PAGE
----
Wednesday, November 11 (continued)
“That’s an ocotillo,” Reggie. “Sometimes they have pretty, red flowers.”
~ ~ ~
At the conclusion of the previous episode of “RVSue and her canine crew” . . .
Bridget, Reggie, and I continue southward on Route 95, having earlier crossed the Nevada border into California. We’re in Paiute Valley on the west side of the Colorado River.
At Arrowhead Junction, a train!
Good! I want to sit here and watch it go by.
The safety arm comes up and we resume our journey.
That brings us to where we left off in the last episode!
I always place a dish of water between the back of the passenger seat and in front of the bench seat whenever the crew rides in the Perfect Tow Vehicle. Bridget drinks from this dish when we’re in transit.
I don’t think Reggie ever does. That’s why I set the water dish on the ground whenever we stop for a break.
I toss the crew into the PTV and consult my California Benchmark map one last time. Then we board the interstate, going east, then southeast, to Needles. As we pass beyond the southern end of the Dead Mountains into the wide, river valley, we’re hit by . . .
The wind comes from the north and hits us broadside. This is the worst crosswind we’ve encountered in our four years on the road. Well, there was that notorious wind between Rawlings and Cheyenne back in 2012.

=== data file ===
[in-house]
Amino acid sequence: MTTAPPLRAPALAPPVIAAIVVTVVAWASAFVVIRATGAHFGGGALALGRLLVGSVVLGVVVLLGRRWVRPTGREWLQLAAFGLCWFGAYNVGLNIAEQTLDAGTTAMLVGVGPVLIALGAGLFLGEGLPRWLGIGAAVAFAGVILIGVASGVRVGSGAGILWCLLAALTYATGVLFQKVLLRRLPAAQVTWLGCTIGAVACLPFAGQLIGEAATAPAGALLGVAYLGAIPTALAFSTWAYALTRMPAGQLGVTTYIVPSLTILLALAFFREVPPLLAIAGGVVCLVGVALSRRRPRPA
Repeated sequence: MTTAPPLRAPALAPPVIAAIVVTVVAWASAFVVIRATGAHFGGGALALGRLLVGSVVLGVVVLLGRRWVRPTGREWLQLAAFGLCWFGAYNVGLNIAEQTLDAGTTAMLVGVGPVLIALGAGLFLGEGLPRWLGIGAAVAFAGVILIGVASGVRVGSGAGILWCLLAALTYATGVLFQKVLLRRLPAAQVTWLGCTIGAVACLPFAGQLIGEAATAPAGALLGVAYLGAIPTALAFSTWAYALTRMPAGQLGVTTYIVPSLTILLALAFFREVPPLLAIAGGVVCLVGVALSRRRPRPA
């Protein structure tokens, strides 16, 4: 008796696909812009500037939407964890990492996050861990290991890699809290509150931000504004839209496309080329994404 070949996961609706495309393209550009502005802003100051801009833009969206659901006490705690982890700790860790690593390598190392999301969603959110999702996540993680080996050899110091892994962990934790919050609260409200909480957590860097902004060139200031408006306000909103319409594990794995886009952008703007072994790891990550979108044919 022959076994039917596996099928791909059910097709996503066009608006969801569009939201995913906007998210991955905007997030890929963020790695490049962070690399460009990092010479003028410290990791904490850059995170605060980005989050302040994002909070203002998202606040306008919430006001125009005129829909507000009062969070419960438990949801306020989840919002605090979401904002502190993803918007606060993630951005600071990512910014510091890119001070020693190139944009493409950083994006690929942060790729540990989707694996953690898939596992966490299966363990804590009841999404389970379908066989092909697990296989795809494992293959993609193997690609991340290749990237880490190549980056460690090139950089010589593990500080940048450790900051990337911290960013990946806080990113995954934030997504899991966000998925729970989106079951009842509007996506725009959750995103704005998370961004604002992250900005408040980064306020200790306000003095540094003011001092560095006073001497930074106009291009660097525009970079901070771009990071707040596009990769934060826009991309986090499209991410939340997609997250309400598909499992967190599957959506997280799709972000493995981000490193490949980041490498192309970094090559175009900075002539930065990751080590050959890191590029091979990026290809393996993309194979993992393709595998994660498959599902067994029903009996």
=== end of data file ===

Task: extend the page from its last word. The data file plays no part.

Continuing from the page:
Anyway . . . If we weren’t on an interstate, I would slow down considerably more than I dare among this traffic. I’m glad I only have to fight the wind for about ten miles.
At Needles we pick up Route 95 again and shoot south.
The road wiggles through Lobecki Pass (at a whopping 1,520 feet) between the Sacramento Mountains and the Chemehuevi Mountains. Then it’s a straight line through scrub.
I spot a sign set back from the road on the left.
Oh, this is Chemehuevi Mountains Wilderness. Our turn should be somewhere up on the right.
(To read about and see a photo of Chemehuevi Mountains Wilderness, click here.)
Road signs aren’t plentiful in this vast, “empty” desert.
Fortunately I spot a kiosk several yards off to the right, a lone break in the sage. I bet that’s it!
As I make the turn, a short stick about 3 feet tall has “Turtle Mountain Road” printed sideways up its length. This looks like the place, guys!
Bridget and Reggie jump around in the PTV, yipping with anticipation.
Reggie looks out the window at the ocotillo (first photo). His head swivels one way and the other.
“It’s a big desert, isn’t it, boy.”
We need to take a look at the condition of this road.
I have a little talk with an excited Reggie while trying to hook his suit to the tether.
“This is big time desert, Reggie. It isn’t a place for sissies. You gotta’ be tough, okay?”
I set him on the ground and he takes off. Bridget and I trot after him as he gleefully runs up the sandy road,
“Whatcha’ think, Reg? You gonna’ like it here?”
~ ~ ~
It’s time to wrap up this post.
Before I do, here’s a preview of the new camp in two photos.
~ ~ ~
Our camp at the edge of Turtle Mountains Wilderness, California
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